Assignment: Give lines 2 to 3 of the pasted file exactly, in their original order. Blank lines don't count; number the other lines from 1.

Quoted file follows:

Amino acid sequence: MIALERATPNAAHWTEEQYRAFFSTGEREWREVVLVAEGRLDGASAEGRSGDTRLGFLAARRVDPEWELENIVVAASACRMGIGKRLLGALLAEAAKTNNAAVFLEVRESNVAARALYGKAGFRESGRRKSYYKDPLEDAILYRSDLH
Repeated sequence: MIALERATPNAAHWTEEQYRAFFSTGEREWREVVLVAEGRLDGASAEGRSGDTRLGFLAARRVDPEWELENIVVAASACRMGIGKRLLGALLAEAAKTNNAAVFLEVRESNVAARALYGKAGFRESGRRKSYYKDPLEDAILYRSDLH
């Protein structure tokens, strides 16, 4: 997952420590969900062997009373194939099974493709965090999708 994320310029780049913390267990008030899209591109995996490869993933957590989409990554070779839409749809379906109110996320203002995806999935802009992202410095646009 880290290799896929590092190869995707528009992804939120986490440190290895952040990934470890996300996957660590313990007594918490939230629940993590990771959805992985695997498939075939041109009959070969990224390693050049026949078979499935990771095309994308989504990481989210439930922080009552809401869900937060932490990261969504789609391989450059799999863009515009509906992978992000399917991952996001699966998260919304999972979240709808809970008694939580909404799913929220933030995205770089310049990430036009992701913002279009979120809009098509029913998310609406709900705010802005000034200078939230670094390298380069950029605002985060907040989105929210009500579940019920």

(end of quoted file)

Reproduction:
Repeated sequence: MIALERATPNAAHWTEEQYRAFFSTGEREWREVVLVAEGRLDGASAEGRSGDTRLGFLAARRVDPEWELENIVVAASACRMGIGKRLLGALLAEAAKTNNAAVFLEVRESNVAARALYGKAGFRESGRRKSYYKDPLEDAILYRSDLH
């Protein structure tokens, strides 16, 4: 997952420590969900062997009373194939099974493709965090999708 994320310029780049913390267990008030899209591109995996490869993933957590989409990554070779839409749809379906109110996320203002995806999935802009992202410095646009 880290290799896929590092190869995707528009992804939120986490440190290895952040990934470890996300996957660590313990007594918490939230629940993590990771959805992985695997498939075939041109009959070969990224390693050049026949078979499935990771095309994308989504990481989210439930922080009552809401869900937060932490990261969504789609391989450059799999863009515009509906992978992000399917991952996001699966998260919304999972979240709808809970008694939580909404799913929220933030995205770089310049990430036009992701913002279009979120809009098509029913998310609406709900705010802005000034200078939230670094390298380069950029605002985060907040989105929210009500579940019920």